• The genitive and dative forms cuiusquam and cuiquam are not formally marked for gender. When used pronominally, they are masculine; when used appositively/attributively, they are also attested (although rarely) in combination with feminine or neuter nouns.
  • Ablative singular forms:
    • Quōquam occurs only rarely as a pronoun or adjective.[13] This form's most common use is as an adverb meaning "whithersoever, to anywhere", but it is also classically attested as a masculine ablative singular pronoun[14] in the works of Cicero and Livy, although both of these authors also use the ablative ūllō from ūllus as a masculine substantive.[15] (Compare the usual use of nūllō substantively in place of nēmine for the ablative singular of nēmō (nobody).) There are also a small number of attestations of quōquam used appositively/attributively in combination with a masculine or neuter noun (ūllō is an alternative in this context as well). See Citations:quoquam.
    • Quīquam is an alternative masculine ablative singular form found in Plautus and possibly also in Apuleius (see Citations:quiquam).[16]
    • No feminine ablative singular form seems to be attested in the classical period. Quāquam (corresponding to nominative quaequam and accusative quamquam) is given by postclassical grammarians and attested in postclassical texts, but seems to be unattested in Classical Latin outside of adverbial use (compare the adverb quā) as part of the expressions haud/haut quāquam = haudquāquam and nec quāquam = nēquāquam (or in "negas nuptam quaquam" in Pomponius as cited by Charisius[17]).

A full declensional paradigm with feminine singular quaequam, quamquam, quāquam, neuter singular quodquam, and plural forms is given in the late grammatical texts Instituta artium[18] (attributed to a 'Probus', but its author cannot be the grammarian Marcus Valerius Probus) and Ars grammatica by Diomedes Grammaticus.[19][20]. Some of these forms (such as quaequam, quāquam, quodquam) are attested in post-Classical Latin, while others (such as the vocative forms these authors list) may be purely theoretical.

Number Singular Plural
Case / Gender Masculine Feminine Neuter Masculine Feminine Neuter
Nominative quisquam quaequam quodquam quīquam quaequam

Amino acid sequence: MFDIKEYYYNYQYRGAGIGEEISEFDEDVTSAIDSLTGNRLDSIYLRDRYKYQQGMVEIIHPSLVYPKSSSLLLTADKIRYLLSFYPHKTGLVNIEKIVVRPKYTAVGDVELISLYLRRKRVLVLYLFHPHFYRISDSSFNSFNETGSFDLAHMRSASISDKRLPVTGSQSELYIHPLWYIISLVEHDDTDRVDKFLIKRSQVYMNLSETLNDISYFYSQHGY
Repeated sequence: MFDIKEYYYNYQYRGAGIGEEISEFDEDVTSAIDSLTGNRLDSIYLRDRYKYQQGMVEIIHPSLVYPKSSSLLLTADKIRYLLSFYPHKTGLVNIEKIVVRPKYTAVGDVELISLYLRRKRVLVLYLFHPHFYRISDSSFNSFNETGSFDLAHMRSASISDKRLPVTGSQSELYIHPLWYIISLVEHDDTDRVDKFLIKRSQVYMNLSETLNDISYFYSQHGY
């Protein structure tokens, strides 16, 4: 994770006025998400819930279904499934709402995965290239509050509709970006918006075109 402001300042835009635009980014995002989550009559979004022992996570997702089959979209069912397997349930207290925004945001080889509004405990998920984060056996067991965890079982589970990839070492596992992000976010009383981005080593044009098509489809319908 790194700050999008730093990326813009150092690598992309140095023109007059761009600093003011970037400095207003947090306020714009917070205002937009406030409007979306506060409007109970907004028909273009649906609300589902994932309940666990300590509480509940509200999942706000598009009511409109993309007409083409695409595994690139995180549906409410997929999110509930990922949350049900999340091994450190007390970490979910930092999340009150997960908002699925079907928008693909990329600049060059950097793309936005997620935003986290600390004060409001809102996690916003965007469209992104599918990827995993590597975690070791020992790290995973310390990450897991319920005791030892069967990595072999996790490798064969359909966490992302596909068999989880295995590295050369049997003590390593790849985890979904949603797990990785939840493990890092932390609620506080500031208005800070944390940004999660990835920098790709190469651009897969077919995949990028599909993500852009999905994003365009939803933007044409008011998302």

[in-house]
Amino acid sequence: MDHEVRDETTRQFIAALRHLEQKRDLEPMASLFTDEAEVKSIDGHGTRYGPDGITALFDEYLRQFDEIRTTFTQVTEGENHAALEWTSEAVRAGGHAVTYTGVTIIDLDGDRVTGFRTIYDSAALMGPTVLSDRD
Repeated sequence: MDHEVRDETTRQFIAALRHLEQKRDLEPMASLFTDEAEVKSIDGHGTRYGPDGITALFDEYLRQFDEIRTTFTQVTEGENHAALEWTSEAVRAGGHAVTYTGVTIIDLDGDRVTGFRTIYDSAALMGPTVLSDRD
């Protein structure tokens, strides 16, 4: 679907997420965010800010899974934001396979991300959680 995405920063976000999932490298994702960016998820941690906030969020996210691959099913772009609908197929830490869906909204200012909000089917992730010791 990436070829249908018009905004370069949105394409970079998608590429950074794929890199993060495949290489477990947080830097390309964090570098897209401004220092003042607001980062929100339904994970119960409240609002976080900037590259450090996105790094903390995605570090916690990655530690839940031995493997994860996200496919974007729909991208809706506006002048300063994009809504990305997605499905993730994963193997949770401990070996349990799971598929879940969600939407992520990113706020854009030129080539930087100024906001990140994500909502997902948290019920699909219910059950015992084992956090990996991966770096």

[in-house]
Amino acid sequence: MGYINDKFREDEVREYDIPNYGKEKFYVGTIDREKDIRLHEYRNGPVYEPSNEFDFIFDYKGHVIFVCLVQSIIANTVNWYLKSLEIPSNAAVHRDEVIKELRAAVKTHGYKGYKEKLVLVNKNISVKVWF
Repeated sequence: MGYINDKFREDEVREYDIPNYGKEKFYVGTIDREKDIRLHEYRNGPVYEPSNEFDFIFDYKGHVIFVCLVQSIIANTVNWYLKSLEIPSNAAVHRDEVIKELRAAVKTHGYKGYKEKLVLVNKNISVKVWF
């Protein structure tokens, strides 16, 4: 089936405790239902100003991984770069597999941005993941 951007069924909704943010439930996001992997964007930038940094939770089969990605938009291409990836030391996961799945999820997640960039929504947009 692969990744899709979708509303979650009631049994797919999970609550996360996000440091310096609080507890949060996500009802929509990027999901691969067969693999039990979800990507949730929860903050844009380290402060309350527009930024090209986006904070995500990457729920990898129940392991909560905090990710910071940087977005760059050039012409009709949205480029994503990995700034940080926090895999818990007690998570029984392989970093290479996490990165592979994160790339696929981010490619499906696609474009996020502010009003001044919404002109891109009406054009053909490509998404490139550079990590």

Genitive cuiusquam quōrumquam quārumquam quōrumquam
Dative cuiquam quibusquam
Accusative quemquam quamquam quodquam quōsquam quāsquam quaequam
Ablative quōquam quāquam quōquam quibusquam


  • Plautus, Bacchides. In: Plautus with an English translation by Paul Nixon, vol. I of five volumes, 1916, p. 330f.:
    ne a quoquam acciperes alio mercedem annuam, nisi ab sese, nec cum quiquam limares caput.
    Not to let you take a yearly fee from anyone else but him, or rub heads with anyone.

Derived terms[edit]

Related terms[edit]


  1. ^ Harm Pinkster (2015) The Oxford Latin Syntax, page 1168
  2. ^ Bertocchi, Alessandra; Maraldi, Mirka (2005), “Indefinite pronouns in conditional clauses”, in Journal of Latin Linguistics, volume 9, issue 1, pages 457-564
  3. ^ Heinrich Keil (1857) Grammatici Latini / Vol. 1 Flavii Sosipatri Charisii Artis Grammaticae Libri V. Ex recensione Henrici Keilii, volume 1, →OCLC, page 160
  4. ^ Friedrich Neue; C. Wagener (1892) Formenlehre der lateinischen Sprache: Adjektiva, Numeralia, Pronomina, Adverbia, Präpositonen, Konjunctionen, Interjectionen, volume 2, 3rd edition, page 508
  5. ^ Alfred Gudeman (1894) Dialogus de oratoribus: edited with prolegomena, critical apparatus, exegetical and critical notes, bibliography and indexes, Ginn & Company, page 150.
  6. ^ Raphaël Kühner, editor (1835) M. Tullii Ciceronis Tusculanarum disputationum libri quinque ex Orellii recensione edidit et illustravit, page 334
  7. ^ Robert Ogilvie (1901), Alexander Souter, editor, Horae Latinae: Studies in Synonyms and Syntax, Longmans, Green, and Co., page 20
  8. ^ Francis Hay Rawlins; William Ralph Inge (1888) The Eton Latin Grammar: For Use in the Higher Forms, Part 2, page 105
  9. ^ Hugo Saintine Anton (1869) Studien zur lateinischen Grammatik und Stilistik im Anschluss an Krebs-Allgayer's Antibarbarus, page 279
  10. ^ Neue (1892), ibid.; Gudeman (1894), ibid.
  11. ^ (Latijnse Spraakkunst, 83.4, A. Geerebaert S.I.)
  12. ^ Robert Ogilvie (1901), Alexander Souter, editor, Horae Latinae: Studies in Synonyms and Syntax, page 195
  13. ^ quisquam”, in Charlton T. Lewis and Charles Short (1879) A Latin Dictionary, Oxford: Clarendon Press
  14. ^ Johann Philipp Krebs; Franz Naver Allgayer; Joseph Hermann Schmalz (1888) Antibarbarus der lateinischen sprache, volume 2, 6 edition, page 418
  15. ^ P. Thoresby Jones, editor (1914) T. Livi Ab Urbe Condita: Liber III, page 187
  16. ^ H.E. Butler; A.S. Owen (1914), “Commentary”, in Apulei apologia siue pro se de magia liber, page 20
  17. ^ Wilhelm Wagner, editor (1866) T. Macci Plauti Aulularia, with notes critical and exegetical and an introduction on Plautian prosody, page 95
  18. ^ Heinrich Keil (1864) Grammatici Latini / 4 Probi Donati Servii qui feruntur de Arte Grammatica Libri ex recensione H. Keilii[1], volume 4, →OCLC, page 134
  19. ^ Heinrich Keil (1857), Grammatici Latini Vol. 1 page 332
  20. ^ Neue (1892), ibid

Further reading[edit]

  • quisquam”, in Charlton T. Lewis (1891) An Elementary Latin Dictionary, New York: Harper & Brothers
  • quisquam in Gaffiot, Félix (1934) Dictionnaire illustré latin-français, Hachette
  • quisquam in Ramminger, Johann (accessed 16 July 2016) Neulateinische Wortliste: Ein Wörterbuch des Lateinischen von Petrarca bis 1700[2], pre-publication website, 2005-2016